Building Repeatable and Reliable ML Pipelines with a CI/CD System

by May 5, 2023#MachineLearning, #HomePage

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MLOps teams are responsible for building, automating, and monitoring an integrated machine learning (ML) system. Building a repeatable and reliable pipeline is a fundamental practice of MLOps that requires a maturity level of expertise and following MLOps best practices.

Operating an ML system in production requires managing many complex elements and a rigorous CI/CD process. This paper describes an overview of Continuous Integration and Continuous Delivery (CI/CD) practices required for MLOps environments a critical process when serving ML models.


Building a machine learning CI/CD pipeline is the process of automating the building, testing, and deployment of a pipeline to target environments an automated, repeatable, and reliable training pipeline that automatically deploys a prediction pipeline.

Managing MLOps workflows at scale may involve many training experiments and model versions. CI/CD techniques reduce cycle time and the risks associated with delivering new pipelines. Decreasing cycle time is critical for building a CI/CD pipeline. Cycle time is the time from the initial job of changing a code to having it in production.

MLOps engineers work to optimize all the components of ML pipelines with a CI/CD approach to fit all parts together in the delivery process applicable to each use case.

ML systems are similar to other systems but require focusing on specific aspects of the MLOps cycle, continuous integration of version control (source), integration testing, unit testing, and continuous delivery of packages.

CI/CD for machine learning has differences when compared to other software development. ML systems are more about developing predictive models that must be continuously operated. Implementing an automated ML pipeline follows a rigorous process for testing, evaluation, and approval of ML models.


Teams of developers and data scientists perform data analysis and processing (extraction, analysis, preparation), experimentation, training, testing, model development, and validation.

Developers have to do more experimental work as it is a trial and error process, including experimenting with algorithms, configuring parameters, and modeling techniques, with a focus on reusing the pipelines.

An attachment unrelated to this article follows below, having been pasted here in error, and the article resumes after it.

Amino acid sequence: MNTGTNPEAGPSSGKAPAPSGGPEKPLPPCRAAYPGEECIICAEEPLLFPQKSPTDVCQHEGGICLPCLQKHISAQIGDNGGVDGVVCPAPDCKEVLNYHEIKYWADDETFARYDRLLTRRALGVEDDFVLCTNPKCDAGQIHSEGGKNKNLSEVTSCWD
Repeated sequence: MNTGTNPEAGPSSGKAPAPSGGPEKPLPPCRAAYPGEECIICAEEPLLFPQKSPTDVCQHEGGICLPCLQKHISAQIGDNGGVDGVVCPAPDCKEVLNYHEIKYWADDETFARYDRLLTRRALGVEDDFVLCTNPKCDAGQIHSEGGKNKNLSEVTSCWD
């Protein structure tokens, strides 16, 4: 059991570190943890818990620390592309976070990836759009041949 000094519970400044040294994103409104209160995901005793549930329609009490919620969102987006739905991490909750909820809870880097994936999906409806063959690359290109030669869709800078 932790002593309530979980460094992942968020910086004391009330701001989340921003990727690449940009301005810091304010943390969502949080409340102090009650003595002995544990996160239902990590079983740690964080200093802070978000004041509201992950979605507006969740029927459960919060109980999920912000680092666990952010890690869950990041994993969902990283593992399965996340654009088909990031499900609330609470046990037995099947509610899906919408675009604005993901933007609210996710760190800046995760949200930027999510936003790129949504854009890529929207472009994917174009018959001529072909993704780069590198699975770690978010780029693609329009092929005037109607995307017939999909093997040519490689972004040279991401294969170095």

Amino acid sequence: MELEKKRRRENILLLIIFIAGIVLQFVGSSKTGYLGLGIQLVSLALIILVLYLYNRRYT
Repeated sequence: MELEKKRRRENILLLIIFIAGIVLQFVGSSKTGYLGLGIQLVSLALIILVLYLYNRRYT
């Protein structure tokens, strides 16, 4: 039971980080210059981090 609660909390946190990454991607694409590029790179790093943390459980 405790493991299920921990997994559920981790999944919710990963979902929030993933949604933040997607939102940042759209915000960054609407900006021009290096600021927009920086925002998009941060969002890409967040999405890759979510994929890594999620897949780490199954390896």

MLOps teams transform the manual sequence of steps of a pipeline used to create an ML model and its experimentation details into a reusable pipeline. You can build a reusable pipeline by automating the steps and running multiple iterations with different configurations and values from other data sources to create different predictive services. The code created to build the pipeline and its components is the result of this process.

Training operationalization is often referred to as the process of creating and deploying training pipelines. Training pipeline workflows include data ingestion, validation, transformation, and model training and tuning (hyperparameters).


The process for building training pipelines and components can be replicated by setting up a CD process for the pipeline code, running automated tests, managing artifacts (tag and store), and deploying them to a target environment.

Continuous training (CT) is about training, retraining, and serving ML models. An automated ML pipeline is deployed into production and executed automatically and repetitively for training models with new data, and then configured to run on a scheduled job or triggered by specific events, such as model decay, new data, etc.

The output of training datasets in a continuous ML training pipeline is a new trained model that provides a prediction service to the organization. New validated ML models are stored in the model registry and become available for use in other experiments or similar cases. The model registry keeps track of the model provenance (origin and history) and can be tracked (lineage tracking), audited, etc.

The metadata, artifacts, files, parameters, data statistics, test results, validation results, evaluation, check points, and logs are tracked and stored in repositories during the training process.